Engineer flagged "cracking" in Miami bridge 2 days before deadly collapse

A lead engineer with one of the firms behind a , killing at least six people, left a voicemail with the Florida Department of Transportation about "some cracking" in the structure two days before the incident. Nobody listened to that voicemail until Friday, reports CBS News' David Begnaud. 

FIGG Bridge Group's Denney Pate said in the voicemail that although cracking in the bridge was observed, there did not seem to be any issues "from a safety perspective." He also said, "obviously the cracking is not good and something's going to have to be, ya know, done to repair that."

The bridge was intended to help Florida International University students safely cross a busy Miami highway. Despite the voicemail, the FDOT says at no point did FIGG engineers or the FIU build team communicate that there was a life-safety issue. The department also said had it been notified of stress testing, it may have issued a permit for partial or full road closure if FIU had asked for it.

There have been reports that a stress-test was being conducted on the bridge -- over moving traffic -- when the walkway collapsed.

"If this is the case, why was the road underneath open during the stress test," State Rep. Carlos Curbelo asked on Friday.

In a statement released late Friday night, FIGG bridge engineers said they were "carefully examining the steps that our team has taken in the interest of our overarching concern for public safety."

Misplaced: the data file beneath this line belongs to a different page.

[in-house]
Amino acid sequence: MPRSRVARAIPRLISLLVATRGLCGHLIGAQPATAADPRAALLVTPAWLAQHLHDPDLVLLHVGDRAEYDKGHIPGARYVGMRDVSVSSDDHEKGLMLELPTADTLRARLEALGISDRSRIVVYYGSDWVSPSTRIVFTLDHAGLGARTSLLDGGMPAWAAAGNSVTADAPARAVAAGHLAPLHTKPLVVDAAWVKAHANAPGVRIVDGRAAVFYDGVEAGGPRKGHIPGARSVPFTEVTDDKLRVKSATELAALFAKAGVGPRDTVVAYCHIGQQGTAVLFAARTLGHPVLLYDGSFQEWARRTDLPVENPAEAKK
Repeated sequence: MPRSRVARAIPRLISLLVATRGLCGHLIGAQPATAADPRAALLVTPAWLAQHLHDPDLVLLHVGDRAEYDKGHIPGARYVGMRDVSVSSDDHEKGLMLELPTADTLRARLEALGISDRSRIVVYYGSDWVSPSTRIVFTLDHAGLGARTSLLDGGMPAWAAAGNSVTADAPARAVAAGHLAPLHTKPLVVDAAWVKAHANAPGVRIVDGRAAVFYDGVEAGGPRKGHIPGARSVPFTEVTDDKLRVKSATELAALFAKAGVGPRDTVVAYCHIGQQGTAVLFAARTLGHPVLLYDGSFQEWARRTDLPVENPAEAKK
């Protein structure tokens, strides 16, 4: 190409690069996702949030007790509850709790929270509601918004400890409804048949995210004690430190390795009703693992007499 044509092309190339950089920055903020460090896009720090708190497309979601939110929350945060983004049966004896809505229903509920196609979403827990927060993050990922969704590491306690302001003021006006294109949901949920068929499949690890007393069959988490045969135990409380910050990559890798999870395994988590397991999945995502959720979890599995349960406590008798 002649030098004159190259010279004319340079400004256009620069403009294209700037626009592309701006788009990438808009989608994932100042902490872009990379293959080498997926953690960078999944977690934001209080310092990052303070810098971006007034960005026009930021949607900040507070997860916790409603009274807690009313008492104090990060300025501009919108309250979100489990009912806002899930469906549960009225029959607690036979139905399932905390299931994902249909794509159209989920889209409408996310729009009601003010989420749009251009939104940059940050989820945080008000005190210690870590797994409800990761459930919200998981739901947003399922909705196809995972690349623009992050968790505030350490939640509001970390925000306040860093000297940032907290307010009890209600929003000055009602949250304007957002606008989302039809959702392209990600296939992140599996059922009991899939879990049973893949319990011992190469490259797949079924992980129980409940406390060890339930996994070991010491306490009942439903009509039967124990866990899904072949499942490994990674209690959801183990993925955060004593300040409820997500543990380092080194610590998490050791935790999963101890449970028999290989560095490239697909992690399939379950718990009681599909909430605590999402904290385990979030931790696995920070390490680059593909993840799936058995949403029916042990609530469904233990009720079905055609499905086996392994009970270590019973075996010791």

They also say the latest evaluation did not indicate safety issues, but that they are working to find out what factors led to "this tragic situation."

Stunning new dashcam video shows the 950-ton bridge collapsing across eight lanes of moving traffic on Thursday. National Transportation Safety Board investigators have been trying to figure out what went wrong.

"I would have to say that a crack in a bridge does not necessarily mean that it's unsafe. I don't know if that was related to the cracks that they discovered. That's still too early in the investigation for us to determine," said NTSB investigator Robert Squire on Friday.

The collapse killed at least six people, including 18-year-old Alexa Duran. On Friday, crews started to remove debris but several vehicles were still pinned Saturday morning. After people saw the bridge crumble, they jumped out of cars and ran out of offices to help.

"The moment that I just won't ever forget is just the look on people's faces," said medical student Omar Viqar. Viqar and Dr. Rebecca Martinez were two of the first people to respond on the scene.

"One man kept saying, 'My chest hurts, my chest hurts'….The man that was bleeding from the face kept holding our hand and saying, 'Please don't leave. Please don't leave me,'" Martinez said.

There is still a possibility that there will be more victims as crews continue the painstaking process of removing the rubble.